The Blackmagic Pocket Cinema Camera 6K has a lot of lenses available to it, because it uses the Canon EF mount. It’s also compatible with EF-S lenses. Depending on how you count, there are around 200 EF-compatible lenses made by Canon. The number is even more staggering when you count compatible third-party lenses from brands like Sigma. So how can you possibly pick the best lenses for the BMPCC 6K? Well, we’ve dug deep and found some of the best and most popular lenses that you can use on your camera!
Unfortunately for your wallet, these lenses are going to be a little expensive. While the classic Canon 50mm photography lens comes in around $100 or so, a good cinema lens will often cost over $500. But they are definitely worth the investment to capture as good of footage as possible with your BMPCC 6K.
Sigma 18-35mm F/1.8 Art
Sigma is a brand that makes Canon-compatible lenses, and their 18-35mm F/1.8 Art lens is an excellent choice for your Blackmagic camera. The 18-35mm range is perfect for most shoots, while giving you plenty of versatility in one lens. With a price tag of roughly $700, it’s no small investment. But this is the kind of lens you could easily attach to your camera and never change out! Users note that its standout features are its incredibly fast and quiet autofocus and its beautiful bokeh thanks to the F/1.8 aperture.
Tokina 11-16mm F/2.8
One of the downsides of the Pocket 6K is that it lacks continuous autofocus. This makes sense for a cinema camera, but it’s a downside that you need to keep in mind. This is going to require a lot of manual focus pulling, and makes using a gimbal quite a challenge. But this Tokina lens might help with some of these issues. It has a very wide field of view, at just 11-16mm, so it has an incredibly short focus distance. With this lens, you can set the focus to infinity and use your Pocket 6K on a gimbal without having to worry! The most recent version of the lens comes in at $450, but older revisions can be acquired fairly easily on the used market, as the original came out in 2008.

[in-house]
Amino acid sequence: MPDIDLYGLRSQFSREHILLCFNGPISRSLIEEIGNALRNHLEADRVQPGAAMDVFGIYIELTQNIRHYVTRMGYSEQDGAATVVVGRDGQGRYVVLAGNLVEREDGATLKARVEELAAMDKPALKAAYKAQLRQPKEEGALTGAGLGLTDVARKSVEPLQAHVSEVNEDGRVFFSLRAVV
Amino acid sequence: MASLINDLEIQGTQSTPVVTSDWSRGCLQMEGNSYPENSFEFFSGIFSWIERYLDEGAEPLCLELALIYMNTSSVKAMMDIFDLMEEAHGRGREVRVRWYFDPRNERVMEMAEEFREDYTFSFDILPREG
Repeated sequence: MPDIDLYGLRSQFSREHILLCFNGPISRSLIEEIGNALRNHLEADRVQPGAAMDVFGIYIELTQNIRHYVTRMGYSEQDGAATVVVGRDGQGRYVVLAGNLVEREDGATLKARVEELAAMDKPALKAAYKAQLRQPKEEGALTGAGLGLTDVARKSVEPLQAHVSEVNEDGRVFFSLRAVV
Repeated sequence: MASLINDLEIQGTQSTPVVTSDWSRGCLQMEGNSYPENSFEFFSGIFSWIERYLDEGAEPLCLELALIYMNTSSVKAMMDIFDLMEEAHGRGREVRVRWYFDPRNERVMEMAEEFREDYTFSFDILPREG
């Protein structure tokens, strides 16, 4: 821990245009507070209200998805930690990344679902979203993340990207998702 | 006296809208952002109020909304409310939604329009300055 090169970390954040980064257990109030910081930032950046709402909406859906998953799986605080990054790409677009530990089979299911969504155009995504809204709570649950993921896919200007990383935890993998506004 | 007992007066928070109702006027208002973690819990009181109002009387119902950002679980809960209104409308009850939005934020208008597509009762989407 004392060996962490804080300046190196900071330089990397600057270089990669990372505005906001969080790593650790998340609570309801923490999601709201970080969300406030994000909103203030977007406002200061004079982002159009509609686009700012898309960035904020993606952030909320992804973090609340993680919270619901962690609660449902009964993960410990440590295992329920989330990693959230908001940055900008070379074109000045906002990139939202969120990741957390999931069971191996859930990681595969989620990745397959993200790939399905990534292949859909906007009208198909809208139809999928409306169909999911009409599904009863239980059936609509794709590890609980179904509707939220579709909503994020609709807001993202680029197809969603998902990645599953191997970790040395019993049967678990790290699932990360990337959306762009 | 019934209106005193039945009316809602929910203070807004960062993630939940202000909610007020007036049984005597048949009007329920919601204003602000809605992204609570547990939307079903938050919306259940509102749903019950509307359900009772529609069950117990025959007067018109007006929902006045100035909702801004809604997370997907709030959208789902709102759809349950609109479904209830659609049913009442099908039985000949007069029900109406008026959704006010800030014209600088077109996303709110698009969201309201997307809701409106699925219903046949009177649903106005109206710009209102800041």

Canon EF 24-105mm F/4L IS II USM
This Canon 24-105mm lens is great for a wide variety of scenarios, and is a popular one-lens solution. It has 4x optical zoom range and is able to capture wide-angle and short telephoto. It’s a true general-purpose lens, offering a very large focal range. It has excellent image stabilization, making it an ideal pairing for the Blackmagic. The major downside that users have noted is that the brightness drops off as you zoom, so it’s likely best used when not fully zoomed in. Others have complained about bad lens creep.
Zeiss 35mm T2.1 CP.3
This one is for the filmmakers who want a lens that will last forever but might want to upgrade their camera more often. Zeiss lenses are expensive (this series goes for between $4000-$6000) but they are full-on cinema lenses with an EF mount. Zeiss was one of the first manufacturers to bring a cinema lens to this consumer-grade mount. The CP.3 series is their most recent series, which includes modern features like readouts of key lens data in real-time. Advanced lens coatings, painted lens rims, and special light traps eliminate glares and flares, and bring out high contrast, rich blacks, and more saturated colors. These lenses are prime lenses, which means you’ll be stuck on one focal length, but the overall look of these lenses will be worth the money. Especially considering how long-lasting they will be in your arsenal.
DZOFILM Pictor 20-55mm T2.8
This 20-55mm cinema lens is a versatile and gorgeous option. It has a natural softness without compromising on quality. It has a really smooth and clean focus, with minimal breathing effect. It is a parfocal lens, which means it stays in focus even as you change the magnification or focal length. At $2500, it’s affordable as far as cinema lenses go, and does great in a variety of situations.